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Embattled Police Chief Might Get Canned For Appearing In Support Of Hillary At DNC

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Ted Goodman Contributor
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Pittsburgh’s police union expressed no confidence in its police chief Wednesday, voting overwhelmingly against Police Chief Cameron McLay.

Close to 60 percent of city’s 759 active-duty officers voted Wednesday, and 421 voted “no confidence in McLay. Sixteen expressed their support for the chief while 22 abstained. The officers are members of the Fraternal Order of Police Lodge No 1.

McLay has had a rocky relationship with the rank and file officers ever since he assumed the position in 2014. McLay upset members of the union when he spoke at the Democratic National Convention (DNC) in July while wearing his police uniform.

Police union leadership alleged that McLay’s appearance in uniform was the equivalent of campaigning, which would be in violation of the city code and the police department’s code of conduct. After a public spat and investigation, and independent board ruled that the police chief did not violate any rule or law by attending and speaking at the DNC.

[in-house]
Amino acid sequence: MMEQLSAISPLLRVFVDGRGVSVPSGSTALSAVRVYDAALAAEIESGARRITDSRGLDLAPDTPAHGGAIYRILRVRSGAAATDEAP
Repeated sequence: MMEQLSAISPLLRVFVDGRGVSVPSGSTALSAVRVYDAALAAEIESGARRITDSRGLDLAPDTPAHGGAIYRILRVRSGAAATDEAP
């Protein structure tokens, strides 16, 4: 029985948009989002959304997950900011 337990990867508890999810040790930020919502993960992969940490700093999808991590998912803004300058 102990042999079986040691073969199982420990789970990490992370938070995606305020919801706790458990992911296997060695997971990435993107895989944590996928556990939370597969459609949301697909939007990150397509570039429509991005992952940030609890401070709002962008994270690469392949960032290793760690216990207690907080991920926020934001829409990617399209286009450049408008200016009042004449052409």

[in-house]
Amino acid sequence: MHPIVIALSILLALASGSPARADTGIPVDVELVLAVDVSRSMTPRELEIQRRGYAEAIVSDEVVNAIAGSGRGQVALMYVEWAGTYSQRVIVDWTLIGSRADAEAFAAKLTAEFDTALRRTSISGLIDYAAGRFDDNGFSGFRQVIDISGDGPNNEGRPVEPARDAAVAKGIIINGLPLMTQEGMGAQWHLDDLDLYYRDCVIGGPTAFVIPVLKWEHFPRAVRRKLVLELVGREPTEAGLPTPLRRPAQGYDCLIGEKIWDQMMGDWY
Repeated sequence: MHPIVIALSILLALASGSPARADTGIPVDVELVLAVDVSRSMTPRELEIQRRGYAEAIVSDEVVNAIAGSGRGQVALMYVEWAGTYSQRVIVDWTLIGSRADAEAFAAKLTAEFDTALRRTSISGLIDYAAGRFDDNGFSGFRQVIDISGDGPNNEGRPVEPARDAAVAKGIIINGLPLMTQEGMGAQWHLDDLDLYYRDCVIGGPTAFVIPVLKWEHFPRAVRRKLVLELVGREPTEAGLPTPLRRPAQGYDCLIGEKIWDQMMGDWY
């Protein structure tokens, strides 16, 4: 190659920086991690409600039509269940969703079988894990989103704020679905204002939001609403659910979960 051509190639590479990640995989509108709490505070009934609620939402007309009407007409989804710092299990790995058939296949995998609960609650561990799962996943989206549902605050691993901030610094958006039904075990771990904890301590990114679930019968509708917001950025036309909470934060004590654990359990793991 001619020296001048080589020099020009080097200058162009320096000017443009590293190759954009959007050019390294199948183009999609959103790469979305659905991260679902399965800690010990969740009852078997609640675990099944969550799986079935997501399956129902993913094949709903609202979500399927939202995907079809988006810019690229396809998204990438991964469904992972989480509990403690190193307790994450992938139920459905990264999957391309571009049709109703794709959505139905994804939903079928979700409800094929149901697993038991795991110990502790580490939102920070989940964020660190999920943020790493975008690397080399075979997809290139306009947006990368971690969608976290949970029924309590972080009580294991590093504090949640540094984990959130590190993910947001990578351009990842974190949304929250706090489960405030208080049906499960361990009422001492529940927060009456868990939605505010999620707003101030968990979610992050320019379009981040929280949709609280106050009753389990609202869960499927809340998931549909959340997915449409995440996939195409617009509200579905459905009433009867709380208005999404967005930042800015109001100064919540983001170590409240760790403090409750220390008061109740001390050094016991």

McLay said that resistance is normal whenever police chiefs try to implement significant changes to policing. The embattled chief has been criticized by officers for supporting groups such as Black Lives Matter and other activist groups that paint police officers as racist.

The reform-oriented chief retweeted a picture in July 2015 that showed him holding a sign that read, “I resolve to challenge racism work #EndWhiteSilence.” The union said posing with the sign violated police department social media policy and unfairly portrayed police officers. An internal watchdog reviewed the tweet and did not issue a disciplinary recommendation.

Pittsburgh Mayor Bill Peduto issued a statement in support of McLay, and said that, “I stand with Chief McLay and the men and women of the Pittsburgh Bureau of Police who are working hard, every day, to reform the bureau. Change is never easy, but we remain committed to seeing it through.”

Union president Robert Swartzwelder told the Pittsburgh Tribune-Review that union members asked for the vote.

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